Evans wrote to Livingstone proposing to sell a piece of land for $1,800. Livingstone wired in return "Send lowest cash price. Will give $1600 cash. Wire." Evans responded with "Cannot reduce price." Livingstone then wrote to accept the original offer of $1,800. Evans no longer wanted to sell to Livingstone, Livingstone sued for specific performance.
- Was the first telegram from Livingstone a counter-offer?
- If so, did this counter-offer constitute a rejection of Evans' offer and free Evans from it?
Finding for the plaintiff, order of specific performance granted.
Walsh held that under Hyde v Wrench a counter-offer constitutes a rejection, very firmly established. Because of this long standing precedent, Livingstone's first telegram is a counter-offer and an inquiry and would have put an end to Evans' liability under their offer. However Walsh finds that Evans' second telegram, "cannot reduce price" constitutes a renewal of the original offer and Livingstone's acceptance makes it a binding contract.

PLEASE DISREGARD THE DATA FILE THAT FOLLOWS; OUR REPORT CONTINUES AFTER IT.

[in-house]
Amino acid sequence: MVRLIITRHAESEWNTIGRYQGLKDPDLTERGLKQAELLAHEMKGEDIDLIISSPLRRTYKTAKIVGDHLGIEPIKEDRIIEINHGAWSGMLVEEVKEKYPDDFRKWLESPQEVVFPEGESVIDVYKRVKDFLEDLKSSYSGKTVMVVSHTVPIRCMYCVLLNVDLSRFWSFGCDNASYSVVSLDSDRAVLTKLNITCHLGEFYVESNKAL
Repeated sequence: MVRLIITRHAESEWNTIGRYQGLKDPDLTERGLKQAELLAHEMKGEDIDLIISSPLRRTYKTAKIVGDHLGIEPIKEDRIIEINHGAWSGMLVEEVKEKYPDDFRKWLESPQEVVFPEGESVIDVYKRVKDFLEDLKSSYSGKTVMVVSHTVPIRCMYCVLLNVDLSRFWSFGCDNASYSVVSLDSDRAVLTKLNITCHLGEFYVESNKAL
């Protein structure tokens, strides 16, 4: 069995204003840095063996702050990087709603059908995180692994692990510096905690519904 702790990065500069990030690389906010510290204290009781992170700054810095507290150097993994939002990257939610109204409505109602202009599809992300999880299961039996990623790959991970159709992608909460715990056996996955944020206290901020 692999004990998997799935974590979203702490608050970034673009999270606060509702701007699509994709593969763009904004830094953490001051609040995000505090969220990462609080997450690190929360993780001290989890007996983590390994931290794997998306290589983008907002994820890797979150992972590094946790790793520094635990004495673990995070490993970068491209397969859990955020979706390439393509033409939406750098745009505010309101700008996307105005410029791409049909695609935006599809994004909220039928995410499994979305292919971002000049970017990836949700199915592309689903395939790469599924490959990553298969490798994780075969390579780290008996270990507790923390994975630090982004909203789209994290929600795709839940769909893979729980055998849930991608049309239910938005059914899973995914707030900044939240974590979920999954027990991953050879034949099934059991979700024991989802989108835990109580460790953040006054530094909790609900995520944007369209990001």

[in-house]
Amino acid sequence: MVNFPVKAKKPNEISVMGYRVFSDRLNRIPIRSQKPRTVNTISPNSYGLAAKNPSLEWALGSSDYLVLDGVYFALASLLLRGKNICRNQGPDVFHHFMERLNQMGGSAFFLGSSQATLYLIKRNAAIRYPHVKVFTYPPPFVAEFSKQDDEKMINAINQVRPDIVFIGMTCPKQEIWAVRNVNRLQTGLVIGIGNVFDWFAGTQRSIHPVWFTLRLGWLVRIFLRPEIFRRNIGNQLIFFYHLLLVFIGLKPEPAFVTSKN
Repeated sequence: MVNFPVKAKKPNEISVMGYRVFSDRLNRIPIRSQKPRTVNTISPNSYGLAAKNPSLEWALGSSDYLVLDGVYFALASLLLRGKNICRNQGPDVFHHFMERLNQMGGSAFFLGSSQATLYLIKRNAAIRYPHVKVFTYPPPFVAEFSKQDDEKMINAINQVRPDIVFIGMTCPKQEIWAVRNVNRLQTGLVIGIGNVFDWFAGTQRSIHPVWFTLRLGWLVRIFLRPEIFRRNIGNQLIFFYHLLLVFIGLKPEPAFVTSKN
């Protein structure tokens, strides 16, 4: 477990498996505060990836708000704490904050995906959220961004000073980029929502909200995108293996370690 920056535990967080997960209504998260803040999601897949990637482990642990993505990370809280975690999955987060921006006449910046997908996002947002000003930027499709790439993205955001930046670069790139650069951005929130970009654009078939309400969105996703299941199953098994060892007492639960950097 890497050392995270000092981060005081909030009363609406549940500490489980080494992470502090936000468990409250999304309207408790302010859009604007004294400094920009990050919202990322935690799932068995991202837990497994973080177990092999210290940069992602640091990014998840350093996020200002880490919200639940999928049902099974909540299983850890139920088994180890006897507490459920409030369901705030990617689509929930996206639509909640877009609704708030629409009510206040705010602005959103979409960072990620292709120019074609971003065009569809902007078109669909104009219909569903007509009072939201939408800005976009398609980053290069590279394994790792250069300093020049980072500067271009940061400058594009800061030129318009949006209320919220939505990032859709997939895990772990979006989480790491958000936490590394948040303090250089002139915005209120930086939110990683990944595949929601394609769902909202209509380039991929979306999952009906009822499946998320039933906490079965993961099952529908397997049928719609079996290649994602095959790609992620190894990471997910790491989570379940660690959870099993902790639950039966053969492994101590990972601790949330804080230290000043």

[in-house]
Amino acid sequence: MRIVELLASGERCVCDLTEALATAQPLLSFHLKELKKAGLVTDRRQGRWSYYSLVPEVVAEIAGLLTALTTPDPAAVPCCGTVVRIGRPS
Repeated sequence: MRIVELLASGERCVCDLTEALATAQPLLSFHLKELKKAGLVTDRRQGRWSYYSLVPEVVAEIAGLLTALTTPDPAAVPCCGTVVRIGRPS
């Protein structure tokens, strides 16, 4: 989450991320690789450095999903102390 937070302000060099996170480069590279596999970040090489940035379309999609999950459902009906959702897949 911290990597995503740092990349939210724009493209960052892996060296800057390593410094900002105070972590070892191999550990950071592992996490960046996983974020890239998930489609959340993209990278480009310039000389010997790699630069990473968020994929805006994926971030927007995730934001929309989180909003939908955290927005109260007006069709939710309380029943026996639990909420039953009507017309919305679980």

- A counter-offer constitutes a rejection.
- An offer can be renewed after a counter-offer through ambiguous language.